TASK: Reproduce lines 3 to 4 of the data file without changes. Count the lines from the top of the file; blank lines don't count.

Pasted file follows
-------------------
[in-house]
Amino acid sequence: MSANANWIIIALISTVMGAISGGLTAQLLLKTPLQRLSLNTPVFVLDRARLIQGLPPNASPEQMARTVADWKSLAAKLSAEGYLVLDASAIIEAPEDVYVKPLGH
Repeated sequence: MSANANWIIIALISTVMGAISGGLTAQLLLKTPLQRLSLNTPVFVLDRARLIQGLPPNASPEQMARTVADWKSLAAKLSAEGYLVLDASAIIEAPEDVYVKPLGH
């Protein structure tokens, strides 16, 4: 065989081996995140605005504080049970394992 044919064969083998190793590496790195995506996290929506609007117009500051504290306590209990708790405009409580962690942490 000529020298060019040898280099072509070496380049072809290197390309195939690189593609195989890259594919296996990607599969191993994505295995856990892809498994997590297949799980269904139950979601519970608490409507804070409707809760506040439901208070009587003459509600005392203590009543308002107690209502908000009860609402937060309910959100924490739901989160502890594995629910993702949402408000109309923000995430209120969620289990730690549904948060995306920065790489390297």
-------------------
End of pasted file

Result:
Repeated sequence: MSANANWIIIALISTVMGAISGGLTAQLLLKTPLQRLSLNTPVFVLDRARLIQGLPPNASPEQMARTVADWKSLAAKLSAEGYLVLDASAIIEAPEDVYVKPLGH
């Protein structure tokens, strides 16, 4: 065989081996995140605005504080049970394992 044919064969083998190793590496790195995506996290929506609007117009500051504290306590209990708790405009409580962690942490 000529020298060019040898280099072509070496380049072809290197390309195939690189593609195989890259594919296996990607599969191993994505295995856990892809498994997590297949799980269904139950979601519970608490409507804070409707809760506040439901208070009587003459509600005392203590009543308002107690209502908000009860609402937060309910959100924490739901989160502890594995629910993702949402408000109309923000995430209120969620289990730690549904948060995306920065790489390297």